Lawyers and Literature
| Spring | 2017 |
The assigned readings for each class can be found on the course website.
The assigned reading will be noted by (double square bullets).
A single square bullet is used to direct you to "Instructor's Notes," Biographical Notes, and other work by or about the author of the assigned reading.
The assigned readings that are not available online will be provided to you. Assigned text that are online can be accessed by the [online text] link that follows the assigned reading.
I have included notes, in various forms, about the assigned readings and you are encouraged to pursue these notes as time, and energy, permit. I want to think the notes that follow the assignments will be of interest to a curious reader; some of you may peruse the notes and find that your time is better spent focusing on the assigned literary reading.
For some of the stories and assignments, I will provide relevant supplemental readings. These readings will be signaled as follows: Supplemental Reading
I will also, sparingly, present Supplemental Videos. For an array of videos relevant to the course see: Reading the Course Through Videos. For a short compilation of videos on writing that you may have relevant to the course, see: a video (and audio) tour of a course of reading and writing
I will generally post assignments a week or two in advance. If you are interested in course readings that extend beyond the posted assignment, I will try to provide you with an update on scheduled readings. If you need information about future assignments, please let me know.
I have never quite settled, in theory or in practice, on exactly and precisely what I should tell you as we get the course underway. It is possible, I realize, that you may have far less interest in where and how we begin than I do! My hope is that the idea of a course like Lawyers and Literature stirs the imagination and rouses you to ask: What is this course? What is it all about? What kind of place does the instructor think Lawyers and Literature is supposed to have in my education as a lawyer?
Peruse the course website. I don't expect you to read everything that is being made available to you on the index (opening page) of the course website. Some of this commentary will undoubtedly be more useful to you as we get the course underway.
When you use the course website and find links that don't work, contact me and I will try to see that the link is promptly fixed.
I hope you enjoy the course.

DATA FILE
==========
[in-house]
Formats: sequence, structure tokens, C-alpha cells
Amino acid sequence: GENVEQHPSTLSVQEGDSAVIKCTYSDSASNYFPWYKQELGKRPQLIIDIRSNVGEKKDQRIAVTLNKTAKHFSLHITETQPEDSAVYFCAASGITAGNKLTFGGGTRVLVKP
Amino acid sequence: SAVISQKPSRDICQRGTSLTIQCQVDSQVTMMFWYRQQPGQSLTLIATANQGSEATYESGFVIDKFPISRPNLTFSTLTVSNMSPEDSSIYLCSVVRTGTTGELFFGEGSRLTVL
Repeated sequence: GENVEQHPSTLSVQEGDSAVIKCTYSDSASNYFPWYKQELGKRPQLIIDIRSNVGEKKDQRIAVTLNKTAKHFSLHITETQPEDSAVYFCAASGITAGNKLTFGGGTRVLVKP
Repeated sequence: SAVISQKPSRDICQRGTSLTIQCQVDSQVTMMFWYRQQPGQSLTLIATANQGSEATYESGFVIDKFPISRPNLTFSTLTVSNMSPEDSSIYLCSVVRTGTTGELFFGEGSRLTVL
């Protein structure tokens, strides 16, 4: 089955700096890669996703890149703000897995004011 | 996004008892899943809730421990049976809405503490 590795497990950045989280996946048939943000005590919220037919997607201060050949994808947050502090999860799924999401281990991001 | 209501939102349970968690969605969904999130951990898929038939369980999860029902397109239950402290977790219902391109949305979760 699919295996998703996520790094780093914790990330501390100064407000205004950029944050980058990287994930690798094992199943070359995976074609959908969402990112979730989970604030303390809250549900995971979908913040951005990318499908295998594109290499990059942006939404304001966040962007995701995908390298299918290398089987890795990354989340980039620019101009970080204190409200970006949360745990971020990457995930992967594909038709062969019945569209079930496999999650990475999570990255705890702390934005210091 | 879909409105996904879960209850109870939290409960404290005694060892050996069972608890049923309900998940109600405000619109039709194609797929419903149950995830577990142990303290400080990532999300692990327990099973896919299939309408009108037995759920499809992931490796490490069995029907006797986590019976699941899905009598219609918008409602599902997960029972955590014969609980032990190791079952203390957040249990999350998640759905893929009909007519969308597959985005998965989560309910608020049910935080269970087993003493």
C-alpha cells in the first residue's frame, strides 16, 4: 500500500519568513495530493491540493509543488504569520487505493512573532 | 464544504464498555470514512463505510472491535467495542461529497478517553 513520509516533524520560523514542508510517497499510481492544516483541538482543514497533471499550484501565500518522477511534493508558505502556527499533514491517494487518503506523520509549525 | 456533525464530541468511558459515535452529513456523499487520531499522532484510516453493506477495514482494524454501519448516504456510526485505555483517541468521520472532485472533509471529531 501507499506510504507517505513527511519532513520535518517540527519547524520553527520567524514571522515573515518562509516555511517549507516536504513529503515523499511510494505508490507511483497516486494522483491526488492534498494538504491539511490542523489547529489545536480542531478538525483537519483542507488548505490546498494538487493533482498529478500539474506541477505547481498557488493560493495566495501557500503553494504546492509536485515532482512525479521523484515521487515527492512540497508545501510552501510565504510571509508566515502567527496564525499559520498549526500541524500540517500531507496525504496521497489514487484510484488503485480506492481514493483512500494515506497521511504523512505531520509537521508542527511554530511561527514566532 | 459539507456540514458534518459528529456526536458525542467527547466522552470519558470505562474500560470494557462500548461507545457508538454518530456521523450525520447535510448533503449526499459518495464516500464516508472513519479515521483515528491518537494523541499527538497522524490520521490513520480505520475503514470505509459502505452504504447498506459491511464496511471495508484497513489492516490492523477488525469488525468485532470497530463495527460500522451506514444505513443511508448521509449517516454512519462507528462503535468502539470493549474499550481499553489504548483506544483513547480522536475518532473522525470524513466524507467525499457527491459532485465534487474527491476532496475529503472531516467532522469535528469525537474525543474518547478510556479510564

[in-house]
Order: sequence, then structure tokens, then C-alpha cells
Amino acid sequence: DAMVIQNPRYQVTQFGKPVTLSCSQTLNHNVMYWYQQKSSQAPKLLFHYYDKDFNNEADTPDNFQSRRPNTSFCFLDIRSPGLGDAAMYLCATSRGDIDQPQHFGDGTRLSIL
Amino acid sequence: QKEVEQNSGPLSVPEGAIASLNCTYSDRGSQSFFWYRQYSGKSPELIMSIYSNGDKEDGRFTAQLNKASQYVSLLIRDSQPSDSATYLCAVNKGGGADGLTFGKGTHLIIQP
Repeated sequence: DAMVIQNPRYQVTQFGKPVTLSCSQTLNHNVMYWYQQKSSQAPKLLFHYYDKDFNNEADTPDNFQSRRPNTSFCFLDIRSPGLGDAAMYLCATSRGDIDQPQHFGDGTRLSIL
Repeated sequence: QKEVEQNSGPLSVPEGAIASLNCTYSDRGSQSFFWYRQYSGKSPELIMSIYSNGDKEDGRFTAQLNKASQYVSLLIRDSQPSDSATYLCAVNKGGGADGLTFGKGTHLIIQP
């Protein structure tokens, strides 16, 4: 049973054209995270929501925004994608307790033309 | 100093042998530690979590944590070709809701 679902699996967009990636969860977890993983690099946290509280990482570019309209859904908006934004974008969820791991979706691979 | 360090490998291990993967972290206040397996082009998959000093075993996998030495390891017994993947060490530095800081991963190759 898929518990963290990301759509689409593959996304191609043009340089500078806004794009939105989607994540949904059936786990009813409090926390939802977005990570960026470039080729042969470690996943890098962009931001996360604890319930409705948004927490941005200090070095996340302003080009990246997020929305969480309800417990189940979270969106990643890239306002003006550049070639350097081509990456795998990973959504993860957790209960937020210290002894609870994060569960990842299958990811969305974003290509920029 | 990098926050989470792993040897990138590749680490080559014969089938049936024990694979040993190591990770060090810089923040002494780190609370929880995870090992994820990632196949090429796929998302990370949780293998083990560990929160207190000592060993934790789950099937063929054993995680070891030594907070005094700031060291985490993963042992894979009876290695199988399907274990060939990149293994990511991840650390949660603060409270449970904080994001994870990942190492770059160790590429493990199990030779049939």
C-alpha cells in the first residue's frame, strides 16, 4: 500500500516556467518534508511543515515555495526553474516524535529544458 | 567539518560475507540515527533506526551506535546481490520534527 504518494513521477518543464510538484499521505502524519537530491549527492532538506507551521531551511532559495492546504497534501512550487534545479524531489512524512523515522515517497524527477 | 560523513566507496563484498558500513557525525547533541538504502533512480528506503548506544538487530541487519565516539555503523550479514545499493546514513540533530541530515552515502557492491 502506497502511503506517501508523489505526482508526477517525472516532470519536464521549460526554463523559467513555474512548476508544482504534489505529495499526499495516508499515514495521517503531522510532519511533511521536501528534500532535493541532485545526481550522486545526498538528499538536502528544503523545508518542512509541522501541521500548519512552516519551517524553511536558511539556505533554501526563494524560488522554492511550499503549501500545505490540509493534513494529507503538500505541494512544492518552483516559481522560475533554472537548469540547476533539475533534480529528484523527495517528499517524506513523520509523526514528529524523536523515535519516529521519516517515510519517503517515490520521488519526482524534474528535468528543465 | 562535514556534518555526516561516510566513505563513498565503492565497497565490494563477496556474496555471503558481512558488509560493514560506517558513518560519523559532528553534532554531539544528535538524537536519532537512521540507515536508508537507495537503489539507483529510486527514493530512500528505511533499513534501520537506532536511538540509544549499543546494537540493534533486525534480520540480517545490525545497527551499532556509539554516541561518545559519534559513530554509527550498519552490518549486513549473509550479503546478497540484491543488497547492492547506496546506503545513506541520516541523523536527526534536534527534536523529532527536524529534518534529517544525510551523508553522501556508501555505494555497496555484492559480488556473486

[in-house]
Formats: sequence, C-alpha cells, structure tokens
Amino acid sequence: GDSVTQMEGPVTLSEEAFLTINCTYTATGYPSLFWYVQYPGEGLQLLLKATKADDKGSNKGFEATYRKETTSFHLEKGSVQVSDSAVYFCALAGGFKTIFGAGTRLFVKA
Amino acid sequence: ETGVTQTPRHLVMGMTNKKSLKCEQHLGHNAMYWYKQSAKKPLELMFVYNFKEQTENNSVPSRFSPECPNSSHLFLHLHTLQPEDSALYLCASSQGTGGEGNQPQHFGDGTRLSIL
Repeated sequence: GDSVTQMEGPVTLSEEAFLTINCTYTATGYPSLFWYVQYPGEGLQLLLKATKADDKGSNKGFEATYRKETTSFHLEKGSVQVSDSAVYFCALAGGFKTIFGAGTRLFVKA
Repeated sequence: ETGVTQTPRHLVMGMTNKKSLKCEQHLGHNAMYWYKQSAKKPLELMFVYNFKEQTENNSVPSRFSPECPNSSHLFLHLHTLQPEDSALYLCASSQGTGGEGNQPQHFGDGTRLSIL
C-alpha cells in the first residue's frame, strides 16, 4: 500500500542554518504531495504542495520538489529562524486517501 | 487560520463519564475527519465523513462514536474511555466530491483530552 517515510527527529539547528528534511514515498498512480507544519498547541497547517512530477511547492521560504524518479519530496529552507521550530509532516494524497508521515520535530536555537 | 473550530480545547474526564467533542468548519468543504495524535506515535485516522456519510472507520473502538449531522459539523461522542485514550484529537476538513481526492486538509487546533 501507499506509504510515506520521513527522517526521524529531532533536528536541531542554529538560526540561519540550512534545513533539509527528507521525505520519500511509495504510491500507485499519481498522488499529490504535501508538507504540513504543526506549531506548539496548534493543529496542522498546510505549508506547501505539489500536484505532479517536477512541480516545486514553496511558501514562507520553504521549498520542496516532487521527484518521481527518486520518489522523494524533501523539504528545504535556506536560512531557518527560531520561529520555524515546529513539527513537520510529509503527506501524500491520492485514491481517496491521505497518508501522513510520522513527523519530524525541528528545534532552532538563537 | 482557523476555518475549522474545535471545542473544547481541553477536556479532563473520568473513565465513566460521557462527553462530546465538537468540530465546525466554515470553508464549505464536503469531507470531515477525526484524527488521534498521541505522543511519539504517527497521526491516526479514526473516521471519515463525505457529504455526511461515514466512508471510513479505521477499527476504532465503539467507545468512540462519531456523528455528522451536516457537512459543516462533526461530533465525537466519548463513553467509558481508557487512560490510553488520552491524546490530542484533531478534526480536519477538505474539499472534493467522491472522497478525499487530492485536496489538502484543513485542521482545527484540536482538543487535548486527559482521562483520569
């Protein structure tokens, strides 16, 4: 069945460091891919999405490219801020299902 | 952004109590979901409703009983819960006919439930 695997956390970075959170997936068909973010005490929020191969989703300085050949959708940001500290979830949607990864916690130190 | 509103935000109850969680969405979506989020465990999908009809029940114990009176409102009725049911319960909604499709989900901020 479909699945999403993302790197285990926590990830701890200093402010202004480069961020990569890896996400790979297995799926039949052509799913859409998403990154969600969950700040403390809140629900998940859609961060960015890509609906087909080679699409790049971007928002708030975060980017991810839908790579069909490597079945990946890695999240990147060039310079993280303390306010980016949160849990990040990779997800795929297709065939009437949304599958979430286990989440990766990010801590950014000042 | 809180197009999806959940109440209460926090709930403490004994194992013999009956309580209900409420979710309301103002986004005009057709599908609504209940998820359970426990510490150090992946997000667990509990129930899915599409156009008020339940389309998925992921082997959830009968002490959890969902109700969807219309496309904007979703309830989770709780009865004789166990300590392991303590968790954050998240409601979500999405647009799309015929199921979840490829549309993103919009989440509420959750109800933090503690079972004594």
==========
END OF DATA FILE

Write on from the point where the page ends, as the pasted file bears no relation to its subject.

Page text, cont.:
Thinking about the Course
Lawyers and Literature is, in my estimation, and in this you will not be surprised, an important course. You, of course, will obviously be the ultimate judge as to whether this claim is merit worthy. I have tried to prepare some introductory comments and observations about the course that I hope you will find useful. Some of these observations will take on deeper meaning after we have had an opportunity to read some stories together and get a better feel for what we are trying to do. For an introduction to the course, I hope you will read the following:
Postscript: Nietzsche argues that both Aeschylus and Sophocles disguised information about what had taken place in their dramas before the drama was presented for an the audience. Nietzsche observes that the dramatists "used the subtlest devices to furnish the spectator in the early scenes, and as if by chance, with all the necessary information. They had shown an admirable skill in disguising the necessary structural features and making them seem accidental." Nietzsche claims that Euripides had found that during the early scenes of the drama the spectators "were in a peculiar state of unrest—so concerned with figuring out the antecedents of the story that the beauty and pathos of the exposition were lost on them. For this reason he introduced a prologue even before the exposition, and put it into the mouth of a speaker who would command absolute trust." Friedrich Nietzsche, The Birth of Tragedy 80 (New York: Anchor Books, 1956). You may consider my various efforts to write about Lawyers and Literature, a prologue for our work in the course.